Escape to Holland

One group of Separatists that did not compromise was found in the small English town of Scrooby. There they met secretly in the home of postmaster William Brewster, their "Ruling Elder." Also associated with them was John Robinson, a former Anglican priest. Besides advocating church government by elders rather than by priests and bishops, the group at Scrooby rejected priestly garb and much of the ritual of Anglican Church services, although these things were required by law.

Under increasing pressure, this small group decided to flee to the Netherlands, at the time the only place in Europe where their opinions and practices would be tolerated. Emigration, however, was illegal. A secretly as possible, therefore, they sold their homes and everything else they could not take along, and in 1608 they went to Amsterdam by ship. It was in the Netherlands that the Separatists began to think of themselves as pilgrims.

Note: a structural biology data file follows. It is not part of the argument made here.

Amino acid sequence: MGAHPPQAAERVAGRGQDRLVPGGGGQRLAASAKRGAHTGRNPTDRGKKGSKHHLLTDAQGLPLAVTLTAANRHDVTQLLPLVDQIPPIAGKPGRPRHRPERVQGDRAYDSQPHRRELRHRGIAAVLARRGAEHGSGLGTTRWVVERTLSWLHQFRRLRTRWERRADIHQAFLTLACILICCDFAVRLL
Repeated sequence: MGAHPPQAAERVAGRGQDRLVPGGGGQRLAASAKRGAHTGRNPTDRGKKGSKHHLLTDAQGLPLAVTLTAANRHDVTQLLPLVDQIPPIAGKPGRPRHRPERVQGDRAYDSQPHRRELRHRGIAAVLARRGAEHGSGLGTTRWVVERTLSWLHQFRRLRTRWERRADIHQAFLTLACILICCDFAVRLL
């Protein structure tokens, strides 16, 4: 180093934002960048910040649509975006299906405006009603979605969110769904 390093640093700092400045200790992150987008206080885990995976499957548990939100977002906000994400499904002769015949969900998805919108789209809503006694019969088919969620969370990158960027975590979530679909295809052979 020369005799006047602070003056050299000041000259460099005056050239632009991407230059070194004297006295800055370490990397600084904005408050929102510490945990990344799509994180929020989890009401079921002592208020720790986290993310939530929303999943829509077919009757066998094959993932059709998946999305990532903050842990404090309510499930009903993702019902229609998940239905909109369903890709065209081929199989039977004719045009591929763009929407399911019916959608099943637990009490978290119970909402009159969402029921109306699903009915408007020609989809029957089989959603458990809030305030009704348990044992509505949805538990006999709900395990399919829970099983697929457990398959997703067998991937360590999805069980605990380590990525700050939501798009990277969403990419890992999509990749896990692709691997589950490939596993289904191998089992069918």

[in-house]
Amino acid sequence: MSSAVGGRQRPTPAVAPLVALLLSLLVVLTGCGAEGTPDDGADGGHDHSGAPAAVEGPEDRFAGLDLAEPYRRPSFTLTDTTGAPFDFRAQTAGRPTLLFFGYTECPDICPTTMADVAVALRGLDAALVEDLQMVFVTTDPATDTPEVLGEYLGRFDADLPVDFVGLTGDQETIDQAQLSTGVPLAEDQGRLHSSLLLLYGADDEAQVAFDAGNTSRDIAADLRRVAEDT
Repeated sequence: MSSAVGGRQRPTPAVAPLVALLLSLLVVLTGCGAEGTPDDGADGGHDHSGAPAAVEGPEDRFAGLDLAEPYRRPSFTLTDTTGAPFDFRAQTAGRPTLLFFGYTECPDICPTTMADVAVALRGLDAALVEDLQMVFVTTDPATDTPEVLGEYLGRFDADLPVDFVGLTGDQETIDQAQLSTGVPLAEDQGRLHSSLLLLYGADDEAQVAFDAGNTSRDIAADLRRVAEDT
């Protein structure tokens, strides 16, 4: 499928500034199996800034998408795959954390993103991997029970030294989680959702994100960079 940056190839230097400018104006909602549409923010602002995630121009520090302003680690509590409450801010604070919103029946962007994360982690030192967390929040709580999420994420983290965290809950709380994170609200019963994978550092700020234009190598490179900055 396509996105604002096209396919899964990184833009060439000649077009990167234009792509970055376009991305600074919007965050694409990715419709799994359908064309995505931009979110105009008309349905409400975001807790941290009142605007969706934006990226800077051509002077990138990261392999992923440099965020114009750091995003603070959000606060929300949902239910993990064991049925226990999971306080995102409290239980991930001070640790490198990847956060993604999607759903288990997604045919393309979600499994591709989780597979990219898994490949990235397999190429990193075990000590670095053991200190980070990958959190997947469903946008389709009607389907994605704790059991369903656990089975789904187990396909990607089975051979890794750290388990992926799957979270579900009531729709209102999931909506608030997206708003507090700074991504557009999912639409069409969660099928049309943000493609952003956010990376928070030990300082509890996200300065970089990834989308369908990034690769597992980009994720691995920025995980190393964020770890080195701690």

The Pilgrims moved to Leiden a year after arriving, the same year that a truce interrupted the war that had been raging between Spain and the Netherlands. The truce resulted in a more peaceful climate for the Pilgrims. Gradually, more fugitives arrived from England, and the group grew to about 300. Eventually, they bought a large house, where John Robinson and his family lived and where they could also hold meetings.

After spending about ten years in Leiden, the Pilgrims began to feel unsettled. The truce with Spain was about to lapse, and they feared that if the Spanish Inquisition gained control in the Netherlands, they would be worse off than they were under King James. Moreover, they disagreed doctrinally with their more liberal Dutch neighbors, and they worried about their children's association with the Dutch youngsters, whom they regarded as dissolute. What should they do? They contemplated another very big move--this time to America!

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